Upon returning to freedom, Levin learned that Sis, an intensely dedicated activist from a distinguished Alabama family, had worked long months to draw public attention to the fate of Jerry and other American hostages in the Middle East. He was amazed and gratified to learn that Sis and a distinguished Quaker educator and Middle East expert, Dr. Landrum Bolling, had talked in Damascus to the Syrian Minister of Foreign Affairs about Jerry's plight. She had lost faith in the State Department's quiet efforts to gain her husband's release, and taken matters into her own hands. Now both Jerry and Sis believe that her trip to Damascus was successful and that Jerry's captors, under Syrian urging, permitted him to escape.
Upon his return to the U.S., Levin's eloquence deeply moved millions of TV viewers. He praised the Syrians, and thanked Sis, Bolling and Jesse Jackson. He called for release of the other American hostages in the name of one God worshipped by both the captives and their captors. He assured his captors that he harbored no bitterness against them, and credited his release to the prayers of Jews, Moslems and Christians. Jerry gave polite credit to the U.S. government, although in private it is clear he believes more publicity should be focused on the plight of the American hostages.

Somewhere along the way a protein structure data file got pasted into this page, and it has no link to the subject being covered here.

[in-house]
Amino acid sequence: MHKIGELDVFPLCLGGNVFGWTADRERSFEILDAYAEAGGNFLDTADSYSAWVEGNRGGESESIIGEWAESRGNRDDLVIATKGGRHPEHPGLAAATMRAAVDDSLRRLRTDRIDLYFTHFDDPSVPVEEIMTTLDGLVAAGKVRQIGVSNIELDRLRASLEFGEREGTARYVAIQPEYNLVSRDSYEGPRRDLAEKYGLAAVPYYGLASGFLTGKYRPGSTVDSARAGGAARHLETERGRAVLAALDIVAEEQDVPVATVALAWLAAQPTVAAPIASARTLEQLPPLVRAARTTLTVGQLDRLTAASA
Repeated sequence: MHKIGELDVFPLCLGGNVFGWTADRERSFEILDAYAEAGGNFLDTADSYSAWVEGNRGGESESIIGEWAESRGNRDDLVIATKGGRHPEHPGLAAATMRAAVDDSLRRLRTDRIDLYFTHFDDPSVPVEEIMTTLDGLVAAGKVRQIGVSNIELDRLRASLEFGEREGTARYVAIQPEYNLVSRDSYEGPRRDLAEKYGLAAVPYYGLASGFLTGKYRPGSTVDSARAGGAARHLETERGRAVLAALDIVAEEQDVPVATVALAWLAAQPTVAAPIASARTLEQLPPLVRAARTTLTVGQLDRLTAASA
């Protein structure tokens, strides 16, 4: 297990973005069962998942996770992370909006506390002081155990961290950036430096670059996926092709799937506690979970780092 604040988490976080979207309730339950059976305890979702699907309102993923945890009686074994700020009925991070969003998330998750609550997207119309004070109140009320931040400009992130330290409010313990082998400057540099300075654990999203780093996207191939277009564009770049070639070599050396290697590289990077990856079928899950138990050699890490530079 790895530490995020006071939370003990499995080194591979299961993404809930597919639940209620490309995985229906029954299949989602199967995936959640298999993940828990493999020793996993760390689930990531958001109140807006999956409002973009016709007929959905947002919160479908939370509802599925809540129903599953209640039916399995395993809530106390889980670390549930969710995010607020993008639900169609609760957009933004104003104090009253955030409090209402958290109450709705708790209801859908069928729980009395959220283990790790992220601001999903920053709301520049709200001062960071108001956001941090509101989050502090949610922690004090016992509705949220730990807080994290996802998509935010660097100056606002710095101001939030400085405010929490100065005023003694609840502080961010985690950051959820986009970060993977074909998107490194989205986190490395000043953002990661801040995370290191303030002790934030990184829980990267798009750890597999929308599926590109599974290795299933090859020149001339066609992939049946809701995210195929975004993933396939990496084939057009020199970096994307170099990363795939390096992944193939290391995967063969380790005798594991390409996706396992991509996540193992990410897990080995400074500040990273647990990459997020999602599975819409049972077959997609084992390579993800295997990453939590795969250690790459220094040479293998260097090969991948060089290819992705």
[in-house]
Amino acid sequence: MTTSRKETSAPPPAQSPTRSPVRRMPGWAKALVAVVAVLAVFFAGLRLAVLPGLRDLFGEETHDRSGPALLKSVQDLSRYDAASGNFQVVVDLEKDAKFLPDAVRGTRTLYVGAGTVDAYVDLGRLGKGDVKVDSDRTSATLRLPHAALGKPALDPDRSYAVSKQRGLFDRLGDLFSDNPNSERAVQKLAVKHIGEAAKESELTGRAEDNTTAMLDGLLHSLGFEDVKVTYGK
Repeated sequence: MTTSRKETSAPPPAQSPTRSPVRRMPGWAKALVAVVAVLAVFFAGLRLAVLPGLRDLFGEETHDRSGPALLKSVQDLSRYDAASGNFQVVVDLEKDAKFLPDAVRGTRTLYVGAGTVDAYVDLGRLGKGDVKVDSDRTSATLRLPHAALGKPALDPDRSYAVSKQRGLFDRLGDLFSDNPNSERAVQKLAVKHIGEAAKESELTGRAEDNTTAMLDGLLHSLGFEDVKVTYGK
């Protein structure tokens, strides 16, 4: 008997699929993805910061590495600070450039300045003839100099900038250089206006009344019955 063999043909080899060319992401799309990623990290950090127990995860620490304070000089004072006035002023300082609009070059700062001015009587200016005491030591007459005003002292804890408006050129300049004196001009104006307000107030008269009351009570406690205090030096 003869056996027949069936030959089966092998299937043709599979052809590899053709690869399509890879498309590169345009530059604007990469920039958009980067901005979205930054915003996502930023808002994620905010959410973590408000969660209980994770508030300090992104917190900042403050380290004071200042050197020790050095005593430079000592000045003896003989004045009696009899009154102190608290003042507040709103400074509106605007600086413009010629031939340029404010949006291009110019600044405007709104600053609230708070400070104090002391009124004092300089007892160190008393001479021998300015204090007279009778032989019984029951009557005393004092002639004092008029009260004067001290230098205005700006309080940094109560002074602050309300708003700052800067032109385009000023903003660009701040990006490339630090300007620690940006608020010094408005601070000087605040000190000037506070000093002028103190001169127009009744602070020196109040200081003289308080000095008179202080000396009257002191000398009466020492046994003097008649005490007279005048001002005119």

Credits Role of Prayer in his Release
Jeremy and Lucille Levin are an unusual and fascinating couple. It is the second marriage for both of them. Together they have six children. Jerry is a Yankee of Jewish heritage, Sis a Christian. Jerry has written, produced and directed in TV and radio for 25 years. Sis has taught school, been a producer/writer/anchor on public TV, and also a television actress. Sis is an intriguing combination of Melanie and Scarlett O'Hara in Gone With the Wind: ladylike as a traditional Southern woman, but driven by restless spirits. Relative newcomers to Middle East affairs, both have become deeply immersed.
The Levins advocate at every opportunity an improved climate between Americans and Arabs as the only way to avert further violence. They see quiet diplomacy as ineffective, speaking out and approaching Arabs personally as more effective. They intensely feel that Americans must be shown the connections between actions and reactions in the Middle East.
The Levins faith is that a better informed American public will speed the tempo of Middle East events. Early release of 39 American TWA passengers resulted, in their view, from intense TV coverage linking the passengers' plight to 700 Lebanese hostages held in Israel. The U.S. government will act with greater urgency to free seven U.S. citizen hostages still in Lebanon if the public understands their plight is connected to that of 17 mostly Shiite prisoners convicted in Kuwait of bombings that included the U.S. and French embassies, and caused several deaths.
Jerry's and Sis' efforts on behalf of the seven remaining hostages are inspiringly selfless. Their call for U.S. reconciliation with the Arabs holds both political and human promise. Tough talk and violent actions have brought tragedy both to Americans and to our former friends and admirers in the Middle East. Is the Levins' vision not worth a trial?
—By Andrew I. Killgore